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Saturday, December 11, 2010

IX - Red Mountain

“Let’s see,” Caius said, stumbling over to his lockbox holding Huleeya’s notes and Progress of Truth. I have your report, and I’ll make copies of these. Give me time to read and digest all this.” He fished in his lockbox and came out with a few drakes, which he tossed across the room to Fen. “In the meantime, I’m promoting you to Journeyman. You’re doing good work. Come back tomorrow and I’ll have new orders for you. Sound good?” Fen nodded and he shooed her out. She started across the river through the darkening twilight towards the Eight Plates, where she had left Julan to go turn in her report.
“Hi, Fen!” Julan’s voice rang out from between the buildings, louder than it should have been, for tonight was Tales and Tallows, and the superstitious were already inside. Julan was hunched by the wall outside of the Eight Plates, clearly drunk. His clothes were dripping wet and he sat shivering slightly in the chill.
“What did you do, Julan?” Fen asked, exasperated, as she hurried forward to help him up. He stumbled and leaned against the wall, giggling weakly.
“I’m all wet, Fen!” he said cheerfully. “Wet, wet, wet.” He laughed much too loudly, and someone down the street slammed their door.
“Come on,” Fen said, supporting Julan’s limp figure and struggling towards the Mages’ Guild.
“You’re so nice to me, Fen!” Julan said giddily, tripping a little. “No one was ever this nice to me! ‘cept Shani.” He giggled again. “Shani was nice, Fen. Like you!”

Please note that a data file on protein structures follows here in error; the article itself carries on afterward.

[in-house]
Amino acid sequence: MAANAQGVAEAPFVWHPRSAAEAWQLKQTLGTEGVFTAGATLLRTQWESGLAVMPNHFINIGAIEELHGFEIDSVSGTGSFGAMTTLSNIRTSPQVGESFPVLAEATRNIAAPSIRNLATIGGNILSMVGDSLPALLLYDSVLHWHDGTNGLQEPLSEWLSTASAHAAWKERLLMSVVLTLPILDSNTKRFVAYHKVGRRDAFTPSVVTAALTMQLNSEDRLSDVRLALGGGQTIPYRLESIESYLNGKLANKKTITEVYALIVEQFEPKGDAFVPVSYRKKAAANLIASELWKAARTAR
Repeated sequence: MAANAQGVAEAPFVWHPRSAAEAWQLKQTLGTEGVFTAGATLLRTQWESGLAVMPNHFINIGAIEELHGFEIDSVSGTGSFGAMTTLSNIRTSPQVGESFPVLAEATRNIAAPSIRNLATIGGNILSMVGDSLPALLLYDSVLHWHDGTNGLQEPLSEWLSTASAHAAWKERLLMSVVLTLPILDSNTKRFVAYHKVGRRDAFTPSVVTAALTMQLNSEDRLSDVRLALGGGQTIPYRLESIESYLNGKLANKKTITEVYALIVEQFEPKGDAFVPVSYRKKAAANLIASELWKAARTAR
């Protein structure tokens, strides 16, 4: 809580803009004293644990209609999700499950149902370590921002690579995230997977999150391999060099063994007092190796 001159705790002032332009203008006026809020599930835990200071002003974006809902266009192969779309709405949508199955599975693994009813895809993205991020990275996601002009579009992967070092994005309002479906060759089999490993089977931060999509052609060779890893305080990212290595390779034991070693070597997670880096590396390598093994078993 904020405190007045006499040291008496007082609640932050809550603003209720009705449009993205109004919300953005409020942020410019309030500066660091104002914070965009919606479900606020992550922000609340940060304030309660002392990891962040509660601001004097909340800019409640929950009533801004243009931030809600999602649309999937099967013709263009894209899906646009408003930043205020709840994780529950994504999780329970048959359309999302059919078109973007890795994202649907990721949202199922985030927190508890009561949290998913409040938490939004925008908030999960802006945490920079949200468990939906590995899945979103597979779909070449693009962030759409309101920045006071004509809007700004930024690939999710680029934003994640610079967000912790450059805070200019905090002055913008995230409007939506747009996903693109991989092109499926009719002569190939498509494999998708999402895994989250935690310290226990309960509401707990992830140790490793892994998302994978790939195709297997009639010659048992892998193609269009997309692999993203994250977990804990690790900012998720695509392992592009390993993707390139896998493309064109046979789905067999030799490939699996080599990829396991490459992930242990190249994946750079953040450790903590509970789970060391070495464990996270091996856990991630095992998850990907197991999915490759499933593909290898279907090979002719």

“Who’s Shani?” Fen asked, puzzled.
“Who?” Julan said, and then he collapsed into a fit of laughter again. Making a mental note to ask Julan about this Shani later, she managed to get him to Ald’ruhn with little incident, though she didn’t bother to help him out of his sopping clothes.
The next morning, they met in the Ald Skar Inn for breakfast, Julan looking downward with dark circles under his eyes.
“I feel like Orcs have been marching across my skull,” he said, rubbing his head. Fen took a sip of her comberry juice, turning the page of the book that sat before her. There was a brief silence in which Julan thoughtfully rubbed his neck before Fen set down her fork.
“Julan, who’s Shani?” Julan’s hand froze on his neck and he looked up at her slowly.
“How do you know that name?” he asked at once.
“You mentioned it while you were drunk last night,” she said simply. Julan groaned and rubbed his eyes.
“Oh Gods....did I? I hope I didn't say anything...embarrassing.” Fen raised one eyebrow expectantly. “Well, if you must know, she’s my ex-girlfriend.”